One of the best things about Istanbul is the numerous opportunities to celebrate along the Bosphorus. I have spent evenings in terrace bars and hotels with 180 degree views of the Bosphorus. I have enjoyed glorious nights hanging off the Bosphorus at seaside bars and restaurants. And, this week we explored the Golden Horn in a small little boat with 12 interesting people who were all in Istanbul for different reasons. We had a Copy Editor for the Turkish Daily News, a Spanish translator who translates Ottoman maritime texts into English, a Turkish lawyer and an aspiring pastry chef. Read the rest of this entry →
This year was my fifth Thanksgiving away from home. While it breaks my heart to away from the established traditions, lively discussions, delicious food and my wonderful friends and family, I am delighted by the wonderful new and established traditions that shape my own celebration!
My friend and I befriended a Turkish man with a New York accent on the bus, while we were returning from the Sabanci Museum yesterday. He was a Business professor at the esteemed Bogazaci University and lived in the United States for many years, while teaching at Temple University. We started by talking about Seattle and the Bosphorus, but after leaving the bus, our interaction continued with one final conversation. He reemerged from the crowd to wish us a happy Thanksgiving. In fact, he was off to celebrate with his Turkish American friends!
He inspired us. His enthusiasm for American life and Thanksgiving was surprising, but also endearing. Originally, I was saving all of my energy for our established weekend extravaganza with friends (we always reschedule Thanksgiving festivities to ensure we get the whole weekend to celebrate and prepare), but we decided to have a Thanksgiving dinner of our own last night as well. Now, keep in mind we came to this decision at 6 PM last night…so we did not have much time.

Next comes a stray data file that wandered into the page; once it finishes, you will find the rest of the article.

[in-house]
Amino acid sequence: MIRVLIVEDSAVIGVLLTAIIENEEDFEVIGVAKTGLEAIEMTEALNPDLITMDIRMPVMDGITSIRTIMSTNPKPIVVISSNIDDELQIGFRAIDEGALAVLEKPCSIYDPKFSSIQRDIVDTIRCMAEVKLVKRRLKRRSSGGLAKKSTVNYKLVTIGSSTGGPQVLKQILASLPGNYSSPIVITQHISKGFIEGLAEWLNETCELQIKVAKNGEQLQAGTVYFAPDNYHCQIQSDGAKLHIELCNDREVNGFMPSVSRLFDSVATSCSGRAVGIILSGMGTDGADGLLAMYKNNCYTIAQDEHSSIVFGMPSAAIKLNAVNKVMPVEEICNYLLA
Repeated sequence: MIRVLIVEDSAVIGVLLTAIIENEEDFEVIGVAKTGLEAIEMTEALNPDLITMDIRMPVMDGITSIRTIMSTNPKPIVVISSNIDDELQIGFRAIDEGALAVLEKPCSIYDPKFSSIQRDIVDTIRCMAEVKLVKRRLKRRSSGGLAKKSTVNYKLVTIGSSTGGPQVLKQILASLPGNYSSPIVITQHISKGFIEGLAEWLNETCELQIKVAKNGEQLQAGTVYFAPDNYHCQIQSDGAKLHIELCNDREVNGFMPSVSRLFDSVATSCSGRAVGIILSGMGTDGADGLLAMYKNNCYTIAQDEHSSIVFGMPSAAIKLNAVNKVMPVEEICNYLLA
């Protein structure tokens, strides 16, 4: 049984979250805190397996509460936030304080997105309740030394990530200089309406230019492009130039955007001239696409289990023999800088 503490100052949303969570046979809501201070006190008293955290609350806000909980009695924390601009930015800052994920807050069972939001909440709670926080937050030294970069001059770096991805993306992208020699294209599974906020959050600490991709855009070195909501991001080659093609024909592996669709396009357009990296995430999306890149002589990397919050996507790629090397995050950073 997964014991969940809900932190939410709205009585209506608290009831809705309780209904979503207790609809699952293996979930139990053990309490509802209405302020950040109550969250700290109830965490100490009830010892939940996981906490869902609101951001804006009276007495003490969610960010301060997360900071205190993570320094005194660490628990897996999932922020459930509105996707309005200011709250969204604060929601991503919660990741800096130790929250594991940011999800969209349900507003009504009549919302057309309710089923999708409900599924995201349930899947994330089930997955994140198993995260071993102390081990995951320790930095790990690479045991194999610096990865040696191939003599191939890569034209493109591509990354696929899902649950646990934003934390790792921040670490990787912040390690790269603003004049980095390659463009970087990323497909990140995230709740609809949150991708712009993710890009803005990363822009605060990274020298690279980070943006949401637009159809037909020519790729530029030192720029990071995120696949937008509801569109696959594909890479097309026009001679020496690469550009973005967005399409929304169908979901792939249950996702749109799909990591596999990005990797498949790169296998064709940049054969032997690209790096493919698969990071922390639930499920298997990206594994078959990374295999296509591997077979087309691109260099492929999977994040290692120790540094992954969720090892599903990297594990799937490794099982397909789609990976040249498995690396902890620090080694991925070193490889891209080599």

As I walked through the gates of the Consular General’s residence, I knew I was in for a treat. The home is perched on the steep hillside in one of my favorite neighborhoods of Istanbul. The grounds are green, the staff is friendly and the Consular General and his wife proved to be the most gracious hosts.
We gathered for the monthly meeting of Professional American Women of Istanbul. We sipped coffee and tea out of porcelain cups and used napkins with the seal of the United States printed on them. We snacked on the comprehensive breakfast buffet. Eventually, we gathered in the main sitting room to listen to introductions from the Consular General, the head of US Security forces in Istanbul, 2 Marine officers and a liaison from the Citizen services office. Here are some of the highlights of the meeting and the lively discussion:
1.) The Istanbul Consulate is busy! There are more than 14,000 Turkish students travelling to the United States each year and more Turkish people are applying for Tourist visas than ever before. As many of you know, Turks are required to complete a long and comprehensive visa application process before they travel to the US and many other countries. Thus, the Consulate is very busy filing these applications and conducting interviews to complete the visa process.
2.)Istanbul is a very popular destination among high ranking officials. During our visit, Secretary Janet Napolitano was in town. Hillary Clinton, Joe Biden and President Obama have also been to Istanbul in recent years. The Istanbul Consulate receives more high-ranked officials than most US consulates around the globe. The city’s geopolitical significance rivals its touristic appeal…
3.) American companies are looking to Istanbul as a center for business in the region. 3M is planning to establish a super-hub in the upcoming year. It is predicted that with the weakness in the Euro zone and the instability in the Middle East, Istanbul will continue to be a desirable location for investors and American business interests. Read the rest of this entry →